Bidding versus Negotiated Contract

Bidding and negotiated contracts each have their benefits and we’re comfortable with either approach. We simply ask, that from the outset, we have a clear understanding of which path you’d like to take.

 

Bidding

Bidding follows a traditional and straightforward approach to reaching contract pricing and we gladly bid against other general contractors. All we need are detailed plans that should include window and door specifications, an electrical plan, details about finishes, and any engineered drawings where applicable. When the plans include these details, they typically have everything else we need for accurate contract pricing.

The obvious benefit of bidding is that you’ll have comparative quotes from competing firms typically within two or three weeks. As long as the specifications are clear and complete, you’ll have the basis for a good comparison among bidders. From our experience, the main drawbacks are that design can often get ahead of pricing with bids coming in over budget and that value engineering opportunities, through plan review by the general contractor and sub-contractors are usually missed. If you or your architect has a good grasp of construction costs, bidding is a good way to go. For more on the Bidding process, please click here.

Bidding-If you or your architect has a good grasp of construction costs, bidding is a good way to go.

Negotiated Contract

If you’re early in the process, you may want to consider a negotiated contract in which the general contractor is selected during the design phase. Together, the owner, architect, and general contractor work as a team to develop the project and since the general contractor is involved earlier on, pricing and value engineering are available each step of the way which is particularly useful to owners who are trying to balance design within an established budget. Our Negotiated Contract process typically takes months rather than weeks, has two clear steps, and is intended to keep design from getting too far ahead of budget. For more information on Negotiated Contracts, please click here.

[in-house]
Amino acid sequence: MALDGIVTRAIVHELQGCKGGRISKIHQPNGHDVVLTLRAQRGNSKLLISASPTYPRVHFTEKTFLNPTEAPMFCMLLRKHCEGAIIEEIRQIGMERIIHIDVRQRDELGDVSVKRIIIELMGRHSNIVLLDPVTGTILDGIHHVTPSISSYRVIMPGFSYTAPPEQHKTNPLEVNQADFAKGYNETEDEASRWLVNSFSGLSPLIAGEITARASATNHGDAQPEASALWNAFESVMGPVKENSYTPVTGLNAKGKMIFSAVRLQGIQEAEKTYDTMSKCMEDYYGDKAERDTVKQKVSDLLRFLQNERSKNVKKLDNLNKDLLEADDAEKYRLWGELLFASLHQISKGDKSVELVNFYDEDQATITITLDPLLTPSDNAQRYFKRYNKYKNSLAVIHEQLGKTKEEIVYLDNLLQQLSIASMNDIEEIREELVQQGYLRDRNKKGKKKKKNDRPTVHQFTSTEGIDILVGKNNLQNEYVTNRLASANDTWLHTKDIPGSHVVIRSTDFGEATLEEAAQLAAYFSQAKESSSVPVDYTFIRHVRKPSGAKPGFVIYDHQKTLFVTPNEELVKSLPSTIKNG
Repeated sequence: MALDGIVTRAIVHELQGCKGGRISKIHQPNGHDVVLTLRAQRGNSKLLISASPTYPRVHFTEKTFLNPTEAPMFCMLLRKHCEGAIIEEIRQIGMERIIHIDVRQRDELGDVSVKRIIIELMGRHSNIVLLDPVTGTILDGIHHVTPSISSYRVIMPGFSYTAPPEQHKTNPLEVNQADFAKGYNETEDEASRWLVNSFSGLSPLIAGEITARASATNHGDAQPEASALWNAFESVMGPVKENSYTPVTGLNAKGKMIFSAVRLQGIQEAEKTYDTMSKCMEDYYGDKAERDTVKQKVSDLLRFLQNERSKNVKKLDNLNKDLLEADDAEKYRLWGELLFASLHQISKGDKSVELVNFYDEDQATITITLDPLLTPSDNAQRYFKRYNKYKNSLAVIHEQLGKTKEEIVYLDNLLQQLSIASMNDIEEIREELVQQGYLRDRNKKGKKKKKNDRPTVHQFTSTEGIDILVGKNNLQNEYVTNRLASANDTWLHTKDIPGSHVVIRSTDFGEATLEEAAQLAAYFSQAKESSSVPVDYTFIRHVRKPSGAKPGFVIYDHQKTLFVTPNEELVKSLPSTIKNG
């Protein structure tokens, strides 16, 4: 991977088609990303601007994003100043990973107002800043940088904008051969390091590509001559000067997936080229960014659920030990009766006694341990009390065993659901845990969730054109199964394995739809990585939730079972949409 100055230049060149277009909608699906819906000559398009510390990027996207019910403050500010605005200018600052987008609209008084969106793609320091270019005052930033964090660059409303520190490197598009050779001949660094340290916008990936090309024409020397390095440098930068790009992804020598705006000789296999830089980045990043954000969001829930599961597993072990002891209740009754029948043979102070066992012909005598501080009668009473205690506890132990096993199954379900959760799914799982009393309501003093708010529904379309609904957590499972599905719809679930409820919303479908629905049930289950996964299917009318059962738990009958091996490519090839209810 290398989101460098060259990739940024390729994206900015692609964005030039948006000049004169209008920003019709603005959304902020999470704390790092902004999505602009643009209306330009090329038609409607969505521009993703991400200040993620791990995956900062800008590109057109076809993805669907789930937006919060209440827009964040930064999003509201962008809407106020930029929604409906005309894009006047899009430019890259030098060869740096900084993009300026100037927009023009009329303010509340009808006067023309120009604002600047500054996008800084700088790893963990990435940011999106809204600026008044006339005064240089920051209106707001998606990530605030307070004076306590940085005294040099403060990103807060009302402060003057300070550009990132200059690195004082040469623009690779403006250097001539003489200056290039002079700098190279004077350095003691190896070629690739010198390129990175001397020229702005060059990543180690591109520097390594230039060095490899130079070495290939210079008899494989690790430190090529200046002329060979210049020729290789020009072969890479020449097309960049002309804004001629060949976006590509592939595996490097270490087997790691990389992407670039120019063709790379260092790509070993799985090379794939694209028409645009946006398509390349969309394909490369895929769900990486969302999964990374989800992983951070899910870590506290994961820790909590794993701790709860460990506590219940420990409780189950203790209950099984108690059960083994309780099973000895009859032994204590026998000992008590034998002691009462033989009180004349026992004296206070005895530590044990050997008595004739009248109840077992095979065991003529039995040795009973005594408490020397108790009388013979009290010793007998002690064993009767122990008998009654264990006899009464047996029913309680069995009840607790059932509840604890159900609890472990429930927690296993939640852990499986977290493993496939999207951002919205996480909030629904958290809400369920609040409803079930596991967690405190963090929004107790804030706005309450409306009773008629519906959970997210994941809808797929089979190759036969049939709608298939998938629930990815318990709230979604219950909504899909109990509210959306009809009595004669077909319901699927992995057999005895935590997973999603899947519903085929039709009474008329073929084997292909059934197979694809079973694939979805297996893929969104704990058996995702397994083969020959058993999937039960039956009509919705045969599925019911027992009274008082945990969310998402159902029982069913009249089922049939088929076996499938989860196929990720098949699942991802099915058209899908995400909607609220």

Negotiated Contract- Our Negotiated Contract process typically takes months rather than weeks, has two clear steps, and is intended to keep design from getting too far ahead of budget.

Negotiated Contract Step 1 – Preliminary Pricing and Letter of Intent

We take the initial Concept Drawings or Schematic Designs from your architect and come up with preliminary pricing based on a combination of unit pricing, allowances, comps to past projects and, where the drawings provide enough detail, hard quotes from subcontractors and suppliers.  We’ll present you with a cost range, a rough schedule, and all our underlying assumptions including any quotes we’ve received. Here’s where you’ll start to see the transparency into pricing that defines our work in general but that is particularly critical to developing a project through a Negotiated Contract. With your acceptance of this round of pricing, we ask to sign a Letter of Intent to work together and request a deposit that is applied to the first contract payment. The Letter of Intent along with the deposit will hold a place in our schedule and gives us the go ahead to work with you and your architect to develop the plans into final construction drawings.  This first step typically takes one to two weeks.

Negotiated Contract Step 2 – Revised Pricing and Contract

With more fully detailed Design Development drawings we continue to build and refine the estimate looking at options for everything from windows and siding to heating and cooling. At this point in the process we’re now collaborators and draw on decades of construction experience and our stable of subcontractors and suppliers to explore design options and value engineering opportunities. At various points we’ll check in with increasingly detailed revised pricing broken down into 25 construction categories. Our ultimate aim is to get to the fixed price cost for the scope of work outlined in the final construction drawings and specifications. This price will not be exceeded unless you approve work outside of the scope of the contract. At contract signing we will apply your deposit to the first scheduled payment. Depending on the size and complexity of the project this second step can take from several weeks to several months.

Through the Negotiated Contract process we help to value engineer the project and are included in a way that promotes a partnership and continuity that leads to the best possible project. If you’re looking for input from a qualified general contractor who is also a partner in the design intent or are unsure of construction costs, a Negotiated Contract is a good way to go.  For more on the Negotiated Contract process, please click here.